The question should be asked in regards to Cyberbullying, how can it be adequately addressed when investigation must be done under the specter of criminal prosecutions? It should be noted that the U.S. Department of Health Resources and Services Administration, in listing suggestions to parents on how to prevent Cyberbullying, indicates, for parents to consider installing software monitoring programs. Should these suggestions carry the warning "beware of criminal prosecution" for the use of anti-Cyberbullying tools?

Even advising parents to install filtering software (which is not monitoring software) is an ethical lapse. Of course this advice is outrageous. But once again, given the society-wide determination to pay no heed whatever to children's privacy rights, who would for an instant worry about being convicted by a jury of one's neighbors for engaging in the one form of persistent child abuse that goes on in almost every home?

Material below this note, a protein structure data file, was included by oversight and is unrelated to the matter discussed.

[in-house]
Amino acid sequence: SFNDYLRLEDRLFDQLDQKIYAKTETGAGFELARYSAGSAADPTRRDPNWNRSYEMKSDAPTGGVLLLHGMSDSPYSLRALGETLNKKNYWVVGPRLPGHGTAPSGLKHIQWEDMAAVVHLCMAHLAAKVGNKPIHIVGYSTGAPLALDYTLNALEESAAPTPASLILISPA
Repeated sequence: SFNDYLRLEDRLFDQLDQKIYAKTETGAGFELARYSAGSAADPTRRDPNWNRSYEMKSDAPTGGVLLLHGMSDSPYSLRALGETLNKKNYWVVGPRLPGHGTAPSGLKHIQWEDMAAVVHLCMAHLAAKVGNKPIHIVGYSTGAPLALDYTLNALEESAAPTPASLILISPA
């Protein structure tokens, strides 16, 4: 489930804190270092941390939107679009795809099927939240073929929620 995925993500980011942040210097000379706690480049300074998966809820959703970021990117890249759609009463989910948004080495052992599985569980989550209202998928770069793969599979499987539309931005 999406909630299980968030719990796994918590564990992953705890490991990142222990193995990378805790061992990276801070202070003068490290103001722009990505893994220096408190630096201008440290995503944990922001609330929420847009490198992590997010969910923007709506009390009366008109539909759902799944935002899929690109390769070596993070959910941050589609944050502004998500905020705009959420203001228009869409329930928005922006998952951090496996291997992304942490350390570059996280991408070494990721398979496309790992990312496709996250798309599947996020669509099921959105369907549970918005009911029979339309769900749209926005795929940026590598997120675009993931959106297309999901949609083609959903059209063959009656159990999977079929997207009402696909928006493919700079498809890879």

I would hope that this should not be the case given the difficulty parents and educators face in dealing with Cyberbullying and bullying of all kinds. In conclusion, parents and educators face tremendous challenges in dealing with bullying and should be able to enter the technological space and use technological tools in their important efforts to stop it without fear of criminal liability.